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Many downstream analyses require that the phylogenetic tree relating the OTUs in a study be present. The script produces this tree from a multiple sequence alignment. Trees are constructed with a set of sequences representative of the OTUs, by default using FastTree (Price, Dehal, & Arkin, 2009).

Usage: [options]

Input Arguments:



-i, --input_fp
Path to read input fasta alignment, only first word in defline will be considered


-t, --tree_method
Method for tree building. Valid choices are: clustalw, raxml_v730, muscle, fasttree, clearcut [default: fasttree]
-o, --result_fp
Path to store result file [default: <input_sequences_filename>.tre]
-l, --log_fp
Path to store log file [default: No log file created.]
-r, --root_method
Method for choosing root of phylo tree Valid choices are: midpoint, tree_method_default [default: tree_method_default]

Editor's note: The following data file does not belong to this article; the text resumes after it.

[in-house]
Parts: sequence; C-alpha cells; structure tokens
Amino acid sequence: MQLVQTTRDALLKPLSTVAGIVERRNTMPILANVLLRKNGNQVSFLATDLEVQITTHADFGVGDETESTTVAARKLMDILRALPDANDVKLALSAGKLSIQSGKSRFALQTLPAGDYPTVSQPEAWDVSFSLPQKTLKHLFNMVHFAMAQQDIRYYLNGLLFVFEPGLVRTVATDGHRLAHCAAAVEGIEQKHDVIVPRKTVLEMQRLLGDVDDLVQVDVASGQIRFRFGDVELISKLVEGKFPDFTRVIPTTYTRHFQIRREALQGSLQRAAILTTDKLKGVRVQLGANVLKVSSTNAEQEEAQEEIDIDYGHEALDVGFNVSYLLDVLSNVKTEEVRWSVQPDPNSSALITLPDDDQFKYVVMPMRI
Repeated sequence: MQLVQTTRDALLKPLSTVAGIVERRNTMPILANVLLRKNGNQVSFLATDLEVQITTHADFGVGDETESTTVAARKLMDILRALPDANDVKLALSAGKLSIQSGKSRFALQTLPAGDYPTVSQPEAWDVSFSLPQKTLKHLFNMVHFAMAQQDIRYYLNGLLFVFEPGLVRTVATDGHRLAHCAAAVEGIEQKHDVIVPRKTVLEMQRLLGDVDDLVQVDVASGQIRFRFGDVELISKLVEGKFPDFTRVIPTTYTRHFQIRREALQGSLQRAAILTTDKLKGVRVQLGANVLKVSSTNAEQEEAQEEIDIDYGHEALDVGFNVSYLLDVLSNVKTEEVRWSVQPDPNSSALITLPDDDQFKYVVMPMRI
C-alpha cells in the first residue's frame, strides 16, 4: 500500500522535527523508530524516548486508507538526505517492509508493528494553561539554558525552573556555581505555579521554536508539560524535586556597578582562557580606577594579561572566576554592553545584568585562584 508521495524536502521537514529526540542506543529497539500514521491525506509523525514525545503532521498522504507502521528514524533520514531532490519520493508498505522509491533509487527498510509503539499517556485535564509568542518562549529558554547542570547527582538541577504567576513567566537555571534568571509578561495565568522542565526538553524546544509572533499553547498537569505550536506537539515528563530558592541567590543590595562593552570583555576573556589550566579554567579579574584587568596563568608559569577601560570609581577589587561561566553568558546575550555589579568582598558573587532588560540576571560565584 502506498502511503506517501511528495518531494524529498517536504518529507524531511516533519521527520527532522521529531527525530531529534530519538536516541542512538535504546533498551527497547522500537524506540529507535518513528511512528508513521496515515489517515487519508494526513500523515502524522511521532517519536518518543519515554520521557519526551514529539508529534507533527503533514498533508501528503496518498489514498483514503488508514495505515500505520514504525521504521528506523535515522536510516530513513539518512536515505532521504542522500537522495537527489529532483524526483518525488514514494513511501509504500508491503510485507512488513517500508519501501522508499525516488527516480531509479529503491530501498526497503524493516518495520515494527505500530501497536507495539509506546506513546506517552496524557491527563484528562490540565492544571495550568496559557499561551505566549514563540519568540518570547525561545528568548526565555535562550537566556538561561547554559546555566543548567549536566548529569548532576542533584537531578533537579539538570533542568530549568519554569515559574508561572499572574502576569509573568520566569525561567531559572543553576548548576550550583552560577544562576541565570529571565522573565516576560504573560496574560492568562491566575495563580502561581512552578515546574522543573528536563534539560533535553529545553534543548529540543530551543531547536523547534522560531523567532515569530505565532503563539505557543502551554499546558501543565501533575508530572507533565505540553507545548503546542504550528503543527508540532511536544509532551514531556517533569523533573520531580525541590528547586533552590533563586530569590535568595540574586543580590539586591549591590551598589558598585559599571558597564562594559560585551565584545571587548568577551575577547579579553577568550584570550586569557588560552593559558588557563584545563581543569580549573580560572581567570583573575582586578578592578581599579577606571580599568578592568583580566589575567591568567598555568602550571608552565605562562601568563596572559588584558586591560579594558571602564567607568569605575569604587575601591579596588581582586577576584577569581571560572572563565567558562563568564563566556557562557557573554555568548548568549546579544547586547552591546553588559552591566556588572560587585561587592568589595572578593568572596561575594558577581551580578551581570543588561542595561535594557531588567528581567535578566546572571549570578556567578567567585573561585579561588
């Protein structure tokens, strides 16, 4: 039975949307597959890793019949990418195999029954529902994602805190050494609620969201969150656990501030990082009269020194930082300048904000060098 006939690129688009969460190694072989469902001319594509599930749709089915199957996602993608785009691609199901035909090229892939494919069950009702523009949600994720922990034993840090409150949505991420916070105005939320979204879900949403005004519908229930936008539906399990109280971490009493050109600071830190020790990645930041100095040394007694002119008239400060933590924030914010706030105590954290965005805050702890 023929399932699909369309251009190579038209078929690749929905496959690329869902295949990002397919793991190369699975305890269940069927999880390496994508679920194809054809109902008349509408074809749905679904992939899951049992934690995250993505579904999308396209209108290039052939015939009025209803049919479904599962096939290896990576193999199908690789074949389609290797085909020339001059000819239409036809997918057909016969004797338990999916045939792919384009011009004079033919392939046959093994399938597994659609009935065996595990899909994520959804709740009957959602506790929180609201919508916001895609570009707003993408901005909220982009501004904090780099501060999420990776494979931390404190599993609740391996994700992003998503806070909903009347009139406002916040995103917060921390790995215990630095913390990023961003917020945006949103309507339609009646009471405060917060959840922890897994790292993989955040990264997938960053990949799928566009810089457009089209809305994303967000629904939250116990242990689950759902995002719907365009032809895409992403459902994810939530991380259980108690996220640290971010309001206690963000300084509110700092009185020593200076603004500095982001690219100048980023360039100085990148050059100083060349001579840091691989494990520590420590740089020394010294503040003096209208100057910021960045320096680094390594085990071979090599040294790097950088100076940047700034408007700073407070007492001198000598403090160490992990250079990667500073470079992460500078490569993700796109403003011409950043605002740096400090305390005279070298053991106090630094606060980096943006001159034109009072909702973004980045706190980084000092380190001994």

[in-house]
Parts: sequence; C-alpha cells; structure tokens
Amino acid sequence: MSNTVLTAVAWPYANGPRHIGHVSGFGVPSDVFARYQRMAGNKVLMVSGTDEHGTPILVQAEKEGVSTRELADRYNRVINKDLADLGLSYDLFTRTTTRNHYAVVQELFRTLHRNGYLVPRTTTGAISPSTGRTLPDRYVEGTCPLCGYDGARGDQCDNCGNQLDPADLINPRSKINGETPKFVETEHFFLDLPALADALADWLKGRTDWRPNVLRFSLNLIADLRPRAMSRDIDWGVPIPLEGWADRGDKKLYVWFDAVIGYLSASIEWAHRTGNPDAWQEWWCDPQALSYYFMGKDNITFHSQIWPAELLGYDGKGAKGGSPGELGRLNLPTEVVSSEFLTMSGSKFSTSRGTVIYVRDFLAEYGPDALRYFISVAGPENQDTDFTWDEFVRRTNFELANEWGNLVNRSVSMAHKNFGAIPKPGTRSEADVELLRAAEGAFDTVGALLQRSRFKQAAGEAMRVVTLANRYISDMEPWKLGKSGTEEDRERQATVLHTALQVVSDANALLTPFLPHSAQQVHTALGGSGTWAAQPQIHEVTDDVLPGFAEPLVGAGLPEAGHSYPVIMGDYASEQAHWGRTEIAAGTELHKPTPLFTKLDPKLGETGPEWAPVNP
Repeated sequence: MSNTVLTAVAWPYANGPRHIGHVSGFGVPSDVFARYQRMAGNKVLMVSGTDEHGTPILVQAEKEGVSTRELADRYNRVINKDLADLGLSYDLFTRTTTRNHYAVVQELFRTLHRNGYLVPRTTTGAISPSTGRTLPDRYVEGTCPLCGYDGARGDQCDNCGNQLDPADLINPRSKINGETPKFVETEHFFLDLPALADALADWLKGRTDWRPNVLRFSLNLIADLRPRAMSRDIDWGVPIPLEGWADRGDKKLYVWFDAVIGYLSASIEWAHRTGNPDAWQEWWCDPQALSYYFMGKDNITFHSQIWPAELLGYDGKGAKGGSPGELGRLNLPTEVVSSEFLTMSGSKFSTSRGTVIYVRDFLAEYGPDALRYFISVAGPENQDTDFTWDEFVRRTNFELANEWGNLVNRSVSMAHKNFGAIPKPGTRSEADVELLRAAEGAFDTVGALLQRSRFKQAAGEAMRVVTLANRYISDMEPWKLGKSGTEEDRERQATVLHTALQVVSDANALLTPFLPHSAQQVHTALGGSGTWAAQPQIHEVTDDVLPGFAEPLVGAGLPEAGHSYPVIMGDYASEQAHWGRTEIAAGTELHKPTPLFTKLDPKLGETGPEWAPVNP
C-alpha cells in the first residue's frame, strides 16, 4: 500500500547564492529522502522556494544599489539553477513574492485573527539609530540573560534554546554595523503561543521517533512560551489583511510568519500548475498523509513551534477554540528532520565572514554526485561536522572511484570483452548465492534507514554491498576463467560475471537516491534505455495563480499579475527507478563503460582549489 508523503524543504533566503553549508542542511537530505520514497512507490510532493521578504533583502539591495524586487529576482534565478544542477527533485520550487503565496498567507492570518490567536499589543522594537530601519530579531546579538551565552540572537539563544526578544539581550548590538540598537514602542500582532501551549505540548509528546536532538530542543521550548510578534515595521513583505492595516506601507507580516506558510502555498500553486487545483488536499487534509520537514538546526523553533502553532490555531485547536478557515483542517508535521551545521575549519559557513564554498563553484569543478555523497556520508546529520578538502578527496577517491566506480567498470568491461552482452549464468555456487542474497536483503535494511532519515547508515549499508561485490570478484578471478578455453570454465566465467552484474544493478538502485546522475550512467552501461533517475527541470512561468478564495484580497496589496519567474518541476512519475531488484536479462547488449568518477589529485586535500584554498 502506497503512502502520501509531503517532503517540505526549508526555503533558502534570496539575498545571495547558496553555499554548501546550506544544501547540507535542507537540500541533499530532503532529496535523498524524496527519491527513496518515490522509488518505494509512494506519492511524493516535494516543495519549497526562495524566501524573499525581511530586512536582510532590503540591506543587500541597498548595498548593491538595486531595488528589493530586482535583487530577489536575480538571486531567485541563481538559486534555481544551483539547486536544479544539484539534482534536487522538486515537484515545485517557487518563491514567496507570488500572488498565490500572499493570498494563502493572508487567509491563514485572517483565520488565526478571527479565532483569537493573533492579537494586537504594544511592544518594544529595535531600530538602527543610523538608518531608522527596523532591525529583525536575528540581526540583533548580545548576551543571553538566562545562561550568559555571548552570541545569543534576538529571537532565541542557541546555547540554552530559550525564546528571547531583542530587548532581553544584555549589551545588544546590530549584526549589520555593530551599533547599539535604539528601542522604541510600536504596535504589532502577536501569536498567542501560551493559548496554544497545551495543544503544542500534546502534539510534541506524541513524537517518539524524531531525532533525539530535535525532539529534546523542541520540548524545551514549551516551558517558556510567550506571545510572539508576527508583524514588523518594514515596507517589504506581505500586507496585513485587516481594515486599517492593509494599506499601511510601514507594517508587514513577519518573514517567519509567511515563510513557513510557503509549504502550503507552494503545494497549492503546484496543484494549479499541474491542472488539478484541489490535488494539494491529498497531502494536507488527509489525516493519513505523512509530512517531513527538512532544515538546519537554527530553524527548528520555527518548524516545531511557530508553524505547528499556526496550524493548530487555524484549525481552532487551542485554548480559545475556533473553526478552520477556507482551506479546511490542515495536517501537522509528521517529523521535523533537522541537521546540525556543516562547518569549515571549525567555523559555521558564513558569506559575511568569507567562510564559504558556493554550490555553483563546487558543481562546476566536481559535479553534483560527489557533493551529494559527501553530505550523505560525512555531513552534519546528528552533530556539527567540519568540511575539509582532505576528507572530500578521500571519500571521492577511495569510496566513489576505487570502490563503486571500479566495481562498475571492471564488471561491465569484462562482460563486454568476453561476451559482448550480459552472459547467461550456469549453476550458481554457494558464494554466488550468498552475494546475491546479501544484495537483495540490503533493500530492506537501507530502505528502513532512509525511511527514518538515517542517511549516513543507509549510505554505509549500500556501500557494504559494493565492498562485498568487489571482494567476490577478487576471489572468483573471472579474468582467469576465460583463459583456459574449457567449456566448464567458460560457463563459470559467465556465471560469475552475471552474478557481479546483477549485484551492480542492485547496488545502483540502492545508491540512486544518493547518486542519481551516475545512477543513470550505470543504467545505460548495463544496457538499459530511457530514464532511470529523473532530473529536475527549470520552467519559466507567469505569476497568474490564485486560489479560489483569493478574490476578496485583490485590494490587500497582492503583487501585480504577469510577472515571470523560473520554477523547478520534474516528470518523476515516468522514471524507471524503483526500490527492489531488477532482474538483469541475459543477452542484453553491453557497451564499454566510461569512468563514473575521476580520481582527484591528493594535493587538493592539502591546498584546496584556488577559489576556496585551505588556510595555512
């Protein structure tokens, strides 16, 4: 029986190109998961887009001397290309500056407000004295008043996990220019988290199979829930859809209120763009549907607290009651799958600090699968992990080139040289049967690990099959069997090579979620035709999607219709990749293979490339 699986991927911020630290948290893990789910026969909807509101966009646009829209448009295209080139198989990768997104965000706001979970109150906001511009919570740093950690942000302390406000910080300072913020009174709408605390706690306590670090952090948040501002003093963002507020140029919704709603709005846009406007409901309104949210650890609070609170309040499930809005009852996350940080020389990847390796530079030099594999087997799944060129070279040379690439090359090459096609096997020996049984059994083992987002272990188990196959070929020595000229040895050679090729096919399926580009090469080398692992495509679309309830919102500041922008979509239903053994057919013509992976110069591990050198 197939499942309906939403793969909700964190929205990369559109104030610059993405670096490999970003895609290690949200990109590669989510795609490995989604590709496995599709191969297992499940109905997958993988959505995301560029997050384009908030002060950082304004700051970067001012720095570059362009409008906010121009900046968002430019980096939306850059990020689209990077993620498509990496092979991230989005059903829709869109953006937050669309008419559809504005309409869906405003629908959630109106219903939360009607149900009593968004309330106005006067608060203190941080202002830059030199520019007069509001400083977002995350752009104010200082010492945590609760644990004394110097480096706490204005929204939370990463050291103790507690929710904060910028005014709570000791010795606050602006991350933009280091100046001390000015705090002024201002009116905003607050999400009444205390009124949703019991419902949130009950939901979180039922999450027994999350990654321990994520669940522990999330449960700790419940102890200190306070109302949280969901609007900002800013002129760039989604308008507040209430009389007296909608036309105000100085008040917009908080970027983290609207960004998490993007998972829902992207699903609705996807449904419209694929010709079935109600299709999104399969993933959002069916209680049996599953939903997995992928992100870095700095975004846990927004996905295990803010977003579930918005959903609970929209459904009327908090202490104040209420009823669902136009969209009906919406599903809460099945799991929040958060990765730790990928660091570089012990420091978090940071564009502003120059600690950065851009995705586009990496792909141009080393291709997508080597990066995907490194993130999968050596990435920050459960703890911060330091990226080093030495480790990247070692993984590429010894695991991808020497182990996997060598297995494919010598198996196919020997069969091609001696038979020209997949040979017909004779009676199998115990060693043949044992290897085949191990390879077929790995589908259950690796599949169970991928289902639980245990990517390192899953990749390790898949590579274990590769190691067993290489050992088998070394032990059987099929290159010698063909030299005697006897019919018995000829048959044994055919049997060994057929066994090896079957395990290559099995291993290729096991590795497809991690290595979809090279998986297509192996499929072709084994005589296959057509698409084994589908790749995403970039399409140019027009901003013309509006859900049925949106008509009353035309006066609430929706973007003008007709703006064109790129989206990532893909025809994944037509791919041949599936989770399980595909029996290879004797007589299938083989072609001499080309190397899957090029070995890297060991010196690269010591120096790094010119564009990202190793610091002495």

The result of consists of a newick formatted tree file (.tre) and optionally a log file. The tree file is formatted using the Newick format and this file can be viewed using most tree visualization tools, such as TopiaryTool, FigTree, etc.

The tips of the tree are the first word from the input sequences from the fasta file, e.g.: ‘>101 PC.481_71 RC:1..220’ is represented in the tree as ‘101’.


A simple example of is shown by the following command, where we use the default tree building method (fasttree) and write the file to the current working directory without a log file: -i $PWD/aligned.fasta -o $PWD/rep_phylo.tre

Alternatively, if the user would prefer using another tree building method (i.e. clearcut (Sheneman, Evans, & Foster, 2006)), then they could use the following command: -i $PWD/aligned.fasta -t clearcut

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